What do we do?
Frontiers for Young Minds believes that the best way to make cutting-edge science discoveries available to younger audiences is to enable young people and scientists to work together to create articles that are both accurate and exciting.
That is why distinguished scientists are invited to write about their cutting-edge discoveries in a language that is accessible for young readers, and it is then up to the kids themselves – with the help of a science mentor – to provide feedback and explain to the authors how to best improve the articles before publication.
As a result, Frontiers for Young Minds provides a collection of freely available scientific articles by distinguished scientists that are shaped for younger audiences by the input of their own young peers. Even before the publication of our first 50 articles, the quality of Frontiers for Young Minds was recognized as one of the American Library Association’s 2014 Great Websites for Kids.
How does it work?
Our editorial board identifies recent discoveries. These can be articles published by any publisher.
The scientists behind the original research write an article that translates the discovery into terms accessible to the kids and teens. This new article is then submitted to Frontiers for Young Minds.
The Associate Editor assigns the manuscript to a Young Mind / Science Mentor pair, who produces a review report. The author must respond to this feedback point by point.
Once the review process is completed, the article is validated by Associate Editor.
The finished article is published and made freely available on our website alongside the reviewers' names.
What can you find?
We publish articles that are either about new research on the cutting edge (New Discovery) or explain a key idea that is fundamental for understanding a scientific field (Core Concept). We are still expanding into new subject areas, but you can find articles in the following areas right now:
Biology is the study of life, and what could be more important than that? When scientists study the variety of that life – called biodiversity – they can use tools from ecology, evolution, conservation, genetics, and even the management of our natural resources. They find and describe new species, explore uncharted ecosystems, study how and why species change, investigate patterns in where and when species live, and study processes that make it possible for an ecosystem to survive or thrive. This section of Frontiers for Young Minds will include articles that describe, explore, and explain biological diversity on Earth – past, present, and future. From paleontology to botany to zoology (all animals big and small, from elephants to microbes), articles will address how living things adapt, change, and use or influence each other. Understanding Biodiversity wants to provide an opportunity for the next generation to understand the processes that have helped create this biological diversity, so that they are prepared to protect and sustain a biodiverse planet into the future.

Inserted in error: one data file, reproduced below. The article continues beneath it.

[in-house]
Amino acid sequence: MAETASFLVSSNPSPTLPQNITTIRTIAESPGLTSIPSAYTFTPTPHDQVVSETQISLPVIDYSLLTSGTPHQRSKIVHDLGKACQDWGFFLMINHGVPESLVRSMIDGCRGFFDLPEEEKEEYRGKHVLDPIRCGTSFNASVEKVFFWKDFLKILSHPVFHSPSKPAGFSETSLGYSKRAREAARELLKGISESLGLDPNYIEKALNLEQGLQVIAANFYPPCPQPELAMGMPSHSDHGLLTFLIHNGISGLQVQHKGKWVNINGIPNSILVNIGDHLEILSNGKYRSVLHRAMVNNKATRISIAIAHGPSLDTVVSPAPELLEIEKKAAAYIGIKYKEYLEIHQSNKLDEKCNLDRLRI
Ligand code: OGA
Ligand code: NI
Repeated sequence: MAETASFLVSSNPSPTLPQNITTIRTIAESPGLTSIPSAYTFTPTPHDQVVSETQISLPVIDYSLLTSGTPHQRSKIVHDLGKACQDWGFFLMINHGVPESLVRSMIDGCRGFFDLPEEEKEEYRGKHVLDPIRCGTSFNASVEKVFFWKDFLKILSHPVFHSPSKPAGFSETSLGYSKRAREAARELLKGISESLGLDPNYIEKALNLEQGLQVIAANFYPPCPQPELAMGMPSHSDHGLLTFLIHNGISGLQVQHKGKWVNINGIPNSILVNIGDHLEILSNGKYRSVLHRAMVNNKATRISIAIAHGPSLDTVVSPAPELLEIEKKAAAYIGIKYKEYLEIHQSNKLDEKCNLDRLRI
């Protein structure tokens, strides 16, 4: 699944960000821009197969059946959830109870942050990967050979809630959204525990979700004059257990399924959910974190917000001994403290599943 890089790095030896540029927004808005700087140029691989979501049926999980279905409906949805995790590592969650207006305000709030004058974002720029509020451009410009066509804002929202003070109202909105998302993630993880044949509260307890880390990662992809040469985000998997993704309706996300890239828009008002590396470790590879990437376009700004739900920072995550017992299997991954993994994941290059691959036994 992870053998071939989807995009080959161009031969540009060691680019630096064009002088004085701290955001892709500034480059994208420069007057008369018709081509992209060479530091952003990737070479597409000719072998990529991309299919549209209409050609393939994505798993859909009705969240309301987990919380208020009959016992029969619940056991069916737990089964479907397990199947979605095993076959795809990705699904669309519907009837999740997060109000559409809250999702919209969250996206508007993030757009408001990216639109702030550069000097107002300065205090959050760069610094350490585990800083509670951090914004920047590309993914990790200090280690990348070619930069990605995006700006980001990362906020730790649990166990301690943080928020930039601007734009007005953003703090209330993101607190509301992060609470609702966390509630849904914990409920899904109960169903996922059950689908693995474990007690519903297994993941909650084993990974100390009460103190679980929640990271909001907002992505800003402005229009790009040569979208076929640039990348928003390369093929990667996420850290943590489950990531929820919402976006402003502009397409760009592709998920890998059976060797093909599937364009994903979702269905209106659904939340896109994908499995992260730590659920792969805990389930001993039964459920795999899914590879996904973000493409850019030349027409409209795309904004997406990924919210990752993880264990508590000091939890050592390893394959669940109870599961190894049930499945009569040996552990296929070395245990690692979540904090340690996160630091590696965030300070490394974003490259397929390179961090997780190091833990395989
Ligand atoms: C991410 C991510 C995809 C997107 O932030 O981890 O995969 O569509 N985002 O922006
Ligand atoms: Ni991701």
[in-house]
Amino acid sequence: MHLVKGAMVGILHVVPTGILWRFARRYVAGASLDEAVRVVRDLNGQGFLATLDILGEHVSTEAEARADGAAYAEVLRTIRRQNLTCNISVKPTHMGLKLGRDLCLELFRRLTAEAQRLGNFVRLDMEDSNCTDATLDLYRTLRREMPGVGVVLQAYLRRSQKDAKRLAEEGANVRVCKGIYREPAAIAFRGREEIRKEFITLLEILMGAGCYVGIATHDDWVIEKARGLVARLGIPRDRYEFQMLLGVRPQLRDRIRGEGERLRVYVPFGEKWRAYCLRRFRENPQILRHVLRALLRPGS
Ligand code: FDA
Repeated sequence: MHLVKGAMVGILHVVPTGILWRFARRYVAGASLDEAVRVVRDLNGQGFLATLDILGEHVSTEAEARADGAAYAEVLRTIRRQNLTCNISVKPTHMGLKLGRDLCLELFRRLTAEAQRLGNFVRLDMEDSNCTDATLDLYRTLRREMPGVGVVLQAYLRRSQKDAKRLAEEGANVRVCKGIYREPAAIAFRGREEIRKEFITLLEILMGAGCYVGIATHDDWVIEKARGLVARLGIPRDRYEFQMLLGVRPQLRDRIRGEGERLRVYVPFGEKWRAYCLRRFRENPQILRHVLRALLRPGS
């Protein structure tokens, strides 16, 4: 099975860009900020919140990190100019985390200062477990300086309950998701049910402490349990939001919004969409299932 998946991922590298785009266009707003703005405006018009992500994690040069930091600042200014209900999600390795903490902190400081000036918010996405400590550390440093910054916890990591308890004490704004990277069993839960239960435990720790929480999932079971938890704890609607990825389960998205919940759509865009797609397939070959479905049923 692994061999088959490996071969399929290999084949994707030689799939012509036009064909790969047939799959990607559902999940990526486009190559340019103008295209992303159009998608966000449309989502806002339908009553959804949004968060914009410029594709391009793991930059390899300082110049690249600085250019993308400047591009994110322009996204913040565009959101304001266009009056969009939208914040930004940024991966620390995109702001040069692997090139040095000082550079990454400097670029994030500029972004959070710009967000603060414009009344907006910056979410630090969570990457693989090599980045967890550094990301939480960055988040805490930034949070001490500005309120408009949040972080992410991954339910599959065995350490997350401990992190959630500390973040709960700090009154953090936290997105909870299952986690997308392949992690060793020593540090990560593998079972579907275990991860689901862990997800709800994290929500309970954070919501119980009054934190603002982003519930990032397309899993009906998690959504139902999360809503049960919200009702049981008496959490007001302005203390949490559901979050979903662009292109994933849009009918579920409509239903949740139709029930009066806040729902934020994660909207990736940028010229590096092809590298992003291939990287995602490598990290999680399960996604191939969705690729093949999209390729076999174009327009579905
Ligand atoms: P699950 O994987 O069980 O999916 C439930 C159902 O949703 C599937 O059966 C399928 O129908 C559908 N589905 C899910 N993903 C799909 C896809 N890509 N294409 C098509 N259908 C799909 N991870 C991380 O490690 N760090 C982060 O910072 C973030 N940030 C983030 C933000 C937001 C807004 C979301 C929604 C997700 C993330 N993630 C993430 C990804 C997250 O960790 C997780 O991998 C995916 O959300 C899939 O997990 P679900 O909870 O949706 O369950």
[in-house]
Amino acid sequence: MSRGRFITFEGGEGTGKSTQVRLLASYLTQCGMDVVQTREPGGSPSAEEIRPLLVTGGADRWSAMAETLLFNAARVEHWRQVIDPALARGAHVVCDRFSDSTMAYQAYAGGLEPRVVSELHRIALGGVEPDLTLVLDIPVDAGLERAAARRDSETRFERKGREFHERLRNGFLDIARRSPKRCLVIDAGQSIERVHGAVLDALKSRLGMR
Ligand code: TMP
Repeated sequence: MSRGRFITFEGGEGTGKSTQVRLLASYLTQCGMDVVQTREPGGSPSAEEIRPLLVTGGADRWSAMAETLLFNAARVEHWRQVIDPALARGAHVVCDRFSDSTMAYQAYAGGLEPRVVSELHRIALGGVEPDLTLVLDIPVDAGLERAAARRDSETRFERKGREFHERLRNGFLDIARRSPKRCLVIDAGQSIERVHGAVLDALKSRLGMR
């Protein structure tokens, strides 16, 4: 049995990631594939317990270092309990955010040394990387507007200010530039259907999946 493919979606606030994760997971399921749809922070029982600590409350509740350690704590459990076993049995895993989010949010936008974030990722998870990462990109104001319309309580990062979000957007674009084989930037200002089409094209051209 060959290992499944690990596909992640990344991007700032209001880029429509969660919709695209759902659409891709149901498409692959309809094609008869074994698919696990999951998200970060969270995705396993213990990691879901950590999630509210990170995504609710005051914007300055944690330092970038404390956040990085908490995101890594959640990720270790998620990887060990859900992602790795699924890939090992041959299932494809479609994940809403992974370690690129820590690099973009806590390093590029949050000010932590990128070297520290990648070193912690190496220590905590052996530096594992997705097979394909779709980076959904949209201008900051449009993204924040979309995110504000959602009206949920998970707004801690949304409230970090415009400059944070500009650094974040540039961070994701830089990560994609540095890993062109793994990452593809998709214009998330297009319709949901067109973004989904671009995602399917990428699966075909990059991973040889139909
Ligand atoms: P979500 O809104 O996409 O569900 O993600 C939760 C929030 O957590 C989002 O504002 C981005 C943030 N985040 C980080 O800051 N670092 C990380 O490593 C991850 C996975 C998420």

Math is the language of the universe. It is how we use logical reasoning to explain big ideas like symmetry, chaos, infinity, change, and truth. Some mathematicians study patterns for their own sake: often even the simplest problems can reveal beautiful and unexpected structures in the universe. Other mathematicians study how these patterns enable us to better understand other fields, ranging from physics to economics, neuroscience to astronomy, meteorology to music. This section of Frontiers for Young Minds will include articles from all areas of pure and applied mathematics, covering fundamental ideas, cutting-edge advances, and a broad range of applications. Understanding Mathematics wants to communicate to the next generation that mathematics is not only essential for describing the real world, but is also accessible to everyone and is an amazing natural source of beauty in its own right.
Who can get involved?
Frontiers for Young Minds depends on the excitement and involvement from across the spectrum of science lovers for its success – from kids and teens to young scientists and experienced researchers.
Kids and teens between the ages of 8-15 work with their classrooms or friends to provide feedback to the authors about how to make the best-possible articles for readers their own age, with the help of their Science Mentor.
Young (or young at heart) researchers with experience in the peer review process introduce their Young Reviewers to the idea of a life in science, the basics of science publishing, and encourage them to provide the authors with an honest and constructive review.
Recognized experts who build teams of Associate Editors, provide an initial check on all new submissions, and make sure that each manuscript ends up in the right hands.
Experienced researchers who build teams of Science Mentors, oversee the review process to make sure all of the Young Reviewer feedback is put into place, and keep an eye out for new discoveries that would be interesting or important for young readers.
Publishers, journals, and research societies who support the Frontiers for Young Minds mission and suggest recent articles from their publications to be turned into Young Minds versions.